I’ve been really grateful for my reading lately, and Sorrow’s Knot — along with books like Graceling, Fire and Bitterblue, The Girls at the Kingfisher Club or We Are All Completely Beside Ourselves — is a huge part of the reason why. I want to take everything I said about Plain Kate a few months ago and multiply it by a thousand, because that’s what reading Sorrow’s Knot was like.
Like Bow’s earlier novel, Sorrow’s Knot is so completely my sort of thing that I can’t believe I wasn’t all over it the second it came out. It’s gorgeously written, devastating, hopeful, and basically everything I hope to find when I pick up a book. Additionally (and much like in Plain Kate), there’s something dark and ponderous about the writing that grabbed me straight away — it never feels cumbersome, but the novel’s voice is exactly what it needs to be to give it the emotional weight it requires to carry the story, and the final result is incredibly thoughtful and moving.
The myths and customs Sorrow’s Knot draws from are Native American in origin, and Otter and her people are not white. One of the many things reading criticism online has taught me (and which I’m deeply grateful for) is not to make careless claims of authenticity about works based on cultures I know next to nothing about. What looks like careful research and accomplished representation to me could be full of holes for someone with more knowledge, and I don’t want to make people cringe in the same way I cringe when I see Speaker for the Dead or The Summer Prince pass for accurate and culturally sensitive works. So I won’t: instead I’ll freely acknowledge that I’m not ideally positioned to assed Bow’s use of Native American elements in Sorrow’s Knot, but doing a bit of investigating online led me to her post at Diversity in YA about writing with respect and avoiding stereotypes. I especially like this bit:
Other people have thoughtfully articulated the reasons why “default to white” is bad – there are several. From a writer’s perspective, what I rarely hear discussed is the loss. The world is full of great traditions. That we limit ourselves – unconsciously, mostly – to those that are already so well-trodden is sad. Our literature could be so much richer. There are so many other rivers from which we could draw.Sorrow’s Knot is thematically very rich, but there were two elements that particularly stood out for me: first, how this is a novel about stories and how they shape the world; secondly, how it deals so sensitively with loss and grief and letting go. The two themes are connected, because the stories the Shadowed People tell about the dead give form to their relationship with those they lose and to how they experience grief. I can’t quite do justice to Erin Bow’s sensitivity and nuance when writing about this; suffice to say that I don’t think I’ve ever read a novel whose treatment of grief touched me quite this much. I was reminded of the powerful impact the Lyra in the underworld scenes in The Amber Spyglass had on me so many years ago, and if you know me you’ll know that’s saying a lot.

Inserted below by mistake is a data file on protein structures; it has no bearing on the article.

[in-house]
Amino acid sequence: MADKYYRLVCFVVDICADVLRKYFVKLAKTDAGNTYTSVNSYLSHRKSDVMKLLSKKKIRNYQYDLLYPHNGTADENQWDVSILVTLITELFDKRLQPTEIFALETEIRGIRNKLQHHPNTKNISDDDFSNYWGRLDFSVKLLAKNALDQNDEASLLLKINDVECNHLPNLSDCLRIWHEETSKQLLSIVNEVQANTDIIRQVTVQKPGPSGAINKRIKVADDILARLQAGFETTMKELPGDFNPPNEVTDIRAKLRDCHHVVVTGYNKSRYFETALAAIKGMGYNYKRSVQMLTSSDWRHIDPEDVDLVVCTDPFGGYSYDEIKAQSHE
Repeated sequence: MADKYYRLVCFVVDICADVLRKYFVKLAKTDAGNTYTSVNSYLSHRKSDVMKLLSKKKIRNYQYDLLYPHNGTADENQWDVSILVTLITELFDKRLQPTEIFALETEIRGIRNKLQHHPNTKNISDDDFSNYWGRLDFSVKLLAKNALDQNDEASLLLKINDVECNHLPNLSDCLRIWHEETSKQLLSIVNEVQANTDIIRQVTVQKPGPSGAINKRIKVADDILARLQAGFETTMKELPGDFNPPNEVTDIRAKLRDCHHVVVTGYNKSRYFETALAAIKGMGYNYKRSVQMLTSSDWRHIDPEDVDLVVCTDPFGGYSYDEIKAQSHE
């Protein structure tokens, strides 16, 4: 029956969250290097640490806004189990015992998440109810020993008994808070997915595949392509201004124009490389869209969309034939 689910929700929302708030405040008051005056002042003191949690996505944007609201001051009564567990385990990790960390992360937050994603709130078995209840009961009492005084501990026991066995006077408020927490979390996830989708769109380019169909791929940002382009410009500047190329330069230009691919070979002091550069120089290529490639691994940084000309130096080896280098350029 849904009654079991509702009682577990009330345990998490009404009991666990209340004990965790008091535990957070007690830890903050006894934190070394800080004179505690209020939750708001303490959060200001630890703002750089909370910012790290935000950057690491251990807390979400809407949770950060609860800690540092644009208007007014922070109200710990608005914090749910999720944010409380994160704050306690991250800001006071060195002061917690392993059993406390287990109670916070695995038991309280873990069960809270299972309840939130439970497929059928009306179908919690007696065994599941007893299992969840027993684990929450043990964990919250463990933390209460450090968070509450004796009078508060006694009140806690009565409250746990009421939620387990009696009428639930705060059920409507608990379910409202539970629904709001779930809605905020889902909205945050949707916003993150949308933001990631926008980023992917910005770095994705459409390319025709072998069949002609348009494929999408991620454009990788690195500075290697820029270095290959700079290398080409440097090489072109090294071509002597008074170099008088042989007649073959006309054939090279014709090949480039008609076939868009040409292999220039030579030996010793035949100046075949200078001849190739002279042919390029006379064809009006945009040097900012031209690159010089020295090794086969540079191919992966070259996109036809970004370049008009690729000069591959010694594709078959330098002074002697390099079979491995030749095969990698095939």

Spoilers for this paragraph: a quick perusal of GoodReads revealed that some readers were disappointed with the ending of Sorrow’s Knot because they felt that Otter had been saved by Orca in the end, and that this played into troubling narrative tropes that undermine female heroines by placing them at the mercy of men. I understand the context for these concerns, of course, but my own reading of Otter and Orca’s kiss was so different. I didn’t see it as a rescue, but rather as a reminder that love binds us to the realm of the living. Our ties to one another, and to the things and places that we love, are often what keeps us going in the face of unbearable loss. This doesn’t have to be romantic love, and although I didn’t mind that it was in this case I’m happy that there are other stories out there where it’s not.
The romance also worked for me because it was framed as a beginning: we watch two people fall in love and invest in what they’re starting to build together, and them the narrative leaves enough space for the reader to imagine what might come next. Otter and Orca are young and have been through enough that they know there are no guarantees in this life, but their willingness to risk it with each other after everything they’ve lost is a moving and beautiful thing.
In sum: Sorrow’s Knot was ominous, dark and heartbreaking in the best possible way. I absolutely can’t wait for whatever Erin Bow publishes next.
Favourite bits (contain spoilers):
Cricket. They laughed over his memory, they cried over it. They were warm and fed, and nothing came at them in the darkness. They thought themselves as safe as they had ever been. They forgot, almost, what they had come to do: That they had come to find something, to find Eyrie, to find the living root of the stories about the dead. They did not notice that, apart from the holdfast itself, they had found nothing human at all. In that warm, sunlit place, the perfect place for humans to live — nothing human at all.Reviewed at: Charlotte’s Library, By Singing Light, The Book Smugglers
It was Otter’s first kiss, and Orca was no craftsman. There were things they didn’t know, such as what to do with noses. And yet they kissed each other, both of them frightened and broken — but they brokenness seemed to fit together to make a whole. Their noses found their tilt. The soft brush of lips just missing lips became something dead centre, something sure and hungry. Otter felt it rise from the deep places of her body, like the binding power finding the perfect balance in a knot. Orca made a grief noise in his throat and knotted his fingers in her hair. His thumb went under her cheekbone, pressed as hard as if he were sculpting her. She felt the t ears pool against his thumb joint. She was crying. They were both crying.